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    Ground Game

    The Conn. governor’s race is a hot mess. That could be good for the GOP

    Governor Dannel Malloy isn’t seeking a third term, leaving an open seat and a host of problems.
    Steven G. Smith for the Boston Globe
    Connecticut Governor Dannel Malloy isn’t seeking a third term, leaving an open seat and a host of problems.

    HEBRON, Conn. — You’d be forgiven if you haven’t thought much about the Connecticut governor’s race. With all that’s happening politically on the national level, and indeed around New England, a low-profile race in a deep-blue state might not seem worth much attention.

    But it should be and here’s why: Connecticut provides the best chance in the country for Republicans to flip a governorship from blue to red. Doing so would bring not just bragging rights, but the ability to influence legislative redistricting and maybe even turn around a state that badly needs both an economic and political fix. It could also mean we might see Republican governors in five of the six New England states.

    If you consider recent Connecticut history, a Republican takeover of the governor’s office would be unusual. Democrats have won all the major offices in the state for years. And it has been three decades since Connecticut voted for a Republican presidential candidate. The state’s entire congressional delegation is Democratic, as is the sitting two-term governor.

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    Nonetheless, Republicans aren’t crazy to see an opportunity here. All local and national analysts say the race is a tossup. There are roughly 25 candidates running, and so far, it is pretty much a hot mess.

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    Consider a recent forum for GOP candidates in Hebron. Campaign volunteers lined the hallway outside of a high school auditorium, spending much of their time helping attendees correctly pronounce candidate names. Inside, the stage was so crowded with candidates, each was limited to just six minutes of talking time. It got so bad that candidates fought to talk over each other. One proclaimed the night “an embarrassment.”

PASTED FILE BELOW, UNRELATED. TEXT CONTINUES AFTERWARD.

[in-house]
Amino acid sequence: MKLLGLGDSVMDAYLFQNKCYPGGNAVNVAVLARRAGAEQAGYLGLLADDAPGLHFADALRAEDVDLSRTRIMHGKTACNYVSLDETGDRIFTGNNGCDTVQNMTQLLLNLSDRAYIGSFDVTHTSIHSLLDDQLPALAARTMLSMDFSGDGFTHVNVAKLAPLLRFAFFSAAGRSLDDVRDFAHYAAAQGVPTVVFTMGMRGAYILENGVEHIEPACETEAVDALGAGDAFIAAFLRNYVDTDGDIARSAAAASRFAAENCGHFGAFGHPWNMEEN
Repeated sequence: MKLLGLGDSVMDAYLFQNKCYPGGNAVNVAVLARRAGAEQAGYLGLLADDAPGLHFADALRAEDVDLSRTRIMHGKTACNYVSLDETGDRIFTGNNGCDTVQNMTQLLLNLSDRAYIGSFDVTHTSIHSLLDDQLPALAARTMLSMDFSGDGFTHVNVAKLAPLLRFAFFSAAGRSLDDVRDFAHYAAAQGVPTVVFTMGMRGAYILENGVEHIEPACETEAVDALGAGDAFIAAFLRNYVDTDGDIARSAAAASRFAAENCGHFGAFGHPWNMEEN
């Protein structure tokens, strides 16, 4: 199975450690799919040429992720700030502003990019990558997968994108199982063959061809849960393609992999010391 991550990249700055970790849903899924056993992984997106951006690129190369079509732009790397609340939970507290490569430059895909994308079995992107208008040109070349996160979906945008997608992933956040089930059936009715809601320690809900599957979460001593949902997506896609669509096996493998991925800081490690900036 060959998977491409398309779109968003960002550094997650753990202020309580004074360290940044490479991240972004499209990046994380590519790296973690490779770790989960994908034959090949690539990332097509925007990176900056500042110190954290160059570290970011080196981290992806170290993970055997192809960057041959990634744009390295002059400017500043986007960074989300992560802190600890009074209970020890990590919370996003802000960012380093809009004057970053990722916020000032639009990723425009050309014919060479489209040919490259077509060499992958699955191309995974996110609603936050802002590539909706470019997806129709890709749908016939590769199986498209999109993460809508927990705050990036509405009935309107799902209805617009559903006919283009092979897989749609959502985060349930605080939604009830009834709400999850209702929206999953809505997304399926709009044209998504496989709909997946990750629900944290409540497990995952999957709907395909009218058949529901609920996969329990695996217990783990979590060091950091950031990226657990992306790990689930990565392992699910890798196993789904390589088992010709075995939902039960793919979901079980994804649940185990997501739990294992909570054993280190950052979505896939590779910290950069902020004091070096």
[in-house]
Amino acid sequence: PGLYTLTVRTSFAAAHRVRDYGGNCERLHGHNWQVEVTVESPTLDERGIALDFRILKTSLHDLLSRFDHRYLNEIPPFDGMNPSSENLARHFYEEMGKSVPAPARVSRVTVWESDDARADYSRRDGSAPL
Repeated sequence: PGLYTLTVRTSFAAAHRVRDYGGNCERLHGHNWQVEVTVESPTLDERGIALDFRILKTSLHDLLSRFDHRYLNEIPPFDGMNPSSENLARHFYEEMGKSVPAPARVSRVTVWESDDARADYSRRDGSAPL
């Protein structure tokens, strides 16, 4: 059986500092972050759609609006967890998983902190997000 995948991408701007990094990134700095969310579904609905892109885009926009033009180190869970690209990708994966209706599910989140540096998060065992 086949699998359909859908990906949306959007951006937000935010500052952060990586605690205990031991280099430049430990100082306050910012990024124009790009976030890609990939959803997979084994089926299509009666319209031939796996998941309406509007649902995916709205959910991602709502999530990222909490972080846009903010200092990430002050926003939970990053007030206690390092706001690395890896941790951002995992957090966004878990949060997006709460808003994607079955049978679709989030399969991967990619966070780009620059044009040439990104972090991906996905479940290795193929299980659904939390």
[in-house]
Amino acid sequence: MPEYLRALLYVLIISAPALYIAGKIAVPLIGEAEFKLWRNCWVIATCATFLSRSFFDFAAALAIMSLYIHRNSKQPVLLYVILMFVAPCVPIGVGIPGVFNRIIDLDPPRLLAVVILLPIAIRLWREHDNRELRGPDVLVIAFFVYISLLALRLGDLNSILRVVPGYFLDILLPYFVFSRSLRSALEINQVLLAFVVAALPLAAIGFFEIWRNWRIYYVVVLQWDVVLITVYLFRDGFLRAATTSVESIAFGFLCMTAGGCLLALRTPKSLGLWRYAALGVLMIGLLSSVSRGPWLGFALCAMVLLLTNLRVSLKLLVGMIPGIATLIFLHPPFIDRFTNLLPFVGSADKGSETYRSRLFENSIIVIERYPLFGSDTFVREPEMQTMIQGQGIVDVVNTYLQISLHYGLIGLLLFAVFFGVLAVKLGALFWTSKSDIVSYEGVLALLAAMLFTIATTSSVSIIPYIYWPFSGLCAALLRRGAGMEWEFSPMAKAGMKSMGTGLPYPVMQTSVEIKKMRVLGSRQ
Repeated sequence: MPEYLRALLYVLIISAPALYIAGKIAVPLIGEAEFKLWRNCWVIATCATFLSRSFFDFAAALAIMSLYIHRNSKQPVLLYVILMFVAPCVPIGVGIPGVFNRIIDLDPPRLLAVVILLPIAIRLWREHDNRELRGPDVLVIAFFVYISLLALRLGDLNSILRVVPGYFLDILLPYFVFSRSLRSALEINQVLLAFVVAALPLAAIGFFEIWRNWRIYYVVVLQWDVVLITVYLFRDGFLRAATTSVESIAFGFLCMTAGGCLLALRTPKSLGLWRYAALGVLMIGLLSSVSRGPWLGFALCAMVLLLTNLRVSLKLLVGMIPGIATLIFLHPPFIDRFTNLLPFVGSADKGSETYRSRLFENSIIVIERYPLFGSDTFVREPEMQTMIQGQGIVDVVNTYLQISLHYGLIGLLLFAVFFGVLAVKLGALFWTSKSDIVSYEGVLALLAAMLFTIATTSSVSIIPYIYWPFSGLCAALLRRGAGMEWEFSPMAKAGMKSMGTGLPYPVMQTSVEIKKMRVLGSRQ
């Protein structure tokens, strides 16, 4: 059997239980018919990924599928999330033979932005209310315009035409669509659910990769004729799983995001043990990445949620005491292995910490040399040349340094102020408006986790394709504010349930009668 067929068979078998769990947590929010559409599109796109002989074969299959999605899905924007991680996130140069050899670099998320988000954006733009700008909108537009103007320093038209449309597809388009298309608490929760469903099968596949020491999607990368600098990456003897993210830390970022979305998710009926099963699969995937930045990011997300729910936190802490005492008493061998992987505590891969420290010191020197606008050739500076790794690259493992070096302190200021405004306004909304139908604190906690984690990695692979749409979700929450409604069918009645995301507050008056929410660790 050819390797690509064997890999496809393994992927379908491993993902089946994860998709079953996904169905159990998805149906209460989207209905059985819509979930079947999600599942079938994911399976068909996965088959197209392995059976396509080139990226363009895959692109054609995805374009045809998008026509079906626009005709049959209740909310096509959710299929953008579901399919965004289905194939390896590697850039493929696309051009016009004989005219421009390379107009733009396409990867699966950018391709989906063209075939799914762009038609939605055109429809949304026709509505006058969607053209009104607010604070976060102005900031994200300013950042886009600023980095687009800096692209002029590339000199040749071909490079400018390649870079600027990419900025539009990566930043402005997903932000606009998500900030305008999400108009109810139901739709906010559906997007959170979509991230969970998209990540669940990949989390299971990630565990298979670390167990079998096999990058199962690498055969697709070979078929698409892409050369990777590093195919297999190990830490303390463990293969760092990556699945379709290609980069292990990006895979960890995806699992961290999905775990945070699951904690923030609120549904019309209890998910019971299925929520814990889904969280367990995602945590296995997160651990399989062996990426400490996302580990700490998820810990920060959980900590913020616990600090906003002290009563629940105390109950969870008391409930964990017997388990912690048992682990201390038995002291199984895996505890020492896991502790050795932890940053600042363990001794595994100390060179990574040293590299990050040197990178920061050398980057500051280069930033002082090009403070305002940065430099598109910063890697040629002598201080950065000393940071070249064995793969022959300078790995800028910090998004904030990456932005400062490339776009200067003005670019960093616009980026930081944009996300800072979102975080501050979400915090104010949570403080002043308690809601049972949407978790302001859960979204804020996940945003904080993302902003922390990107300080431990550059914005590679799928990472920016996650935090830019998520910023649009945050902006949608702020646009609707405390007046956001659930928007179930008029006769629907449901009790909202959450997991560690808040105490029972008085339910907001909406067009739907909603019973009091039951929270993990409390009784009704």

The Democratic field isn’t much better. A round table this week of gubernatorial candidates in Glastonbury required four large folding tables just to fit all of them.

    But, no matter how many candidates are on the stage now, analysts say the whole contest is really about two men who aren’t even on the ballot.

    “This is about whether Connecticut voters decide they hate Donald Trump or they hate [current Governor] Dannel Malloy more,” said Tom Dudchik, who runs the insider CT Capitol Report website and hosts a weekly political television show.

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    Another way of putting it: Can Republicans do a better job distancing themselves from an unpopular first-term president than Democrats can do in distancing themselves from the least popular governor in the country?

    But that will prove challenging when the field includes few recognizable names. Among the candidates now running is a felon (who also happens to be the mayor of the state’s largest city), other mayors of cities large (Hartford) and small (Shelton), several state legislators, a few rich guys, immigrants, and a refugee. There are blasts from the past like the former US comptroller, the guy who beat Joe Lieberman in a Democratic primary a dozen years ago, and a former Connecticut secretary of state. And to top it all off there is also a well-regarded independent candidate whose share of the vote might just decide the whole contest.